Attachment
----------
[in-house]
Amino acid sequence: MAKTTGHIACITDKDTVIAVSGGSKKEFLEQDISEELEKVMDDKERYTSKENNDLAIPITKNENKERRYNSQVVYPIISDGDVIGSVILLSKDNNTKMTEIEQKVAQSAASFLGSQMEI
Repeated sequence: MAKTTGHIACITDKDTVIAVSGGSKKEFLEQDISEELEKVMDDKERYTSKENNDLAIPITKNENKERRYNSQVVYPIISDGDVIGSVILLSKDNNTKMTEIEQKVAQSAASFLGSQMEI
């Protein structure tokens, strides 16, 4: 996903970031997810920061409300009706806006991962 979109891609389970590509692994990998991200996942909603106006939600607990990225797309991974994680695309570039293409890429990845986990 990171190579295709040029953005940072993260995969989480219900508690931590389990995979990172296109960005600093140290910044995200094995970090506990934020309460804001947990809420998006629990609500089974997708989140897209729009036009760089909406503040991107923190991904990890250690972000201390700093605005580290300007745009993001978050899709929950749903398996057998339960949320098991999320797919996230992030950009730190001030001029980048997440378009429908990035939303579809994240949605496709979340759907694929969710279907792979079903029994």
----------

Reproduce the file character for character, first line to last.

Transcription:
[in-house]
Amino acid sequence: MAKTTGHIACITDKDTVIAVSGGSKKEFLEQDISEELEKVMDDKERYTSKENNDLAIPITKNENKERRYNSQVVYPIISDGDVIGSVILLSKDNNTKMTEIEQKVAQSAASFLGSQMEI
Repeated sequence: MAKTTGHIACITDKDTVIAVSGGSKKEFLEQDISEELEKVMDDKERYTSKENNDLAIPITKNENKERRYNSQVVYPIISDGDVIGSVILLSKDNNTKMTEIEQKVAQSAASFLGSQMEI
């Protein structure tokens, strides 16, 4: 996903970031997810920061409300009706806006991962 979109891609389970590509692994990998991200996942909603106006939600607990990225797309991974994680695309570039293409890429990845986990 990171190579295709040029953005940072993260995969989480219900508690931590389990995979990172296109960005600093140290910044995200094995970090506990934020309460804001947990809420998006629990609500089974997708989140897209729009036009760089909406503040991107923190991904990890250690972000201390700093605005580290300007745009993001978050899709929950749903398996057998339960949320098991999320797919996230992030950009730190001030001029980048997440378009429908990035939303579809994240949605496709979340759907694929969710279907792979079903029994």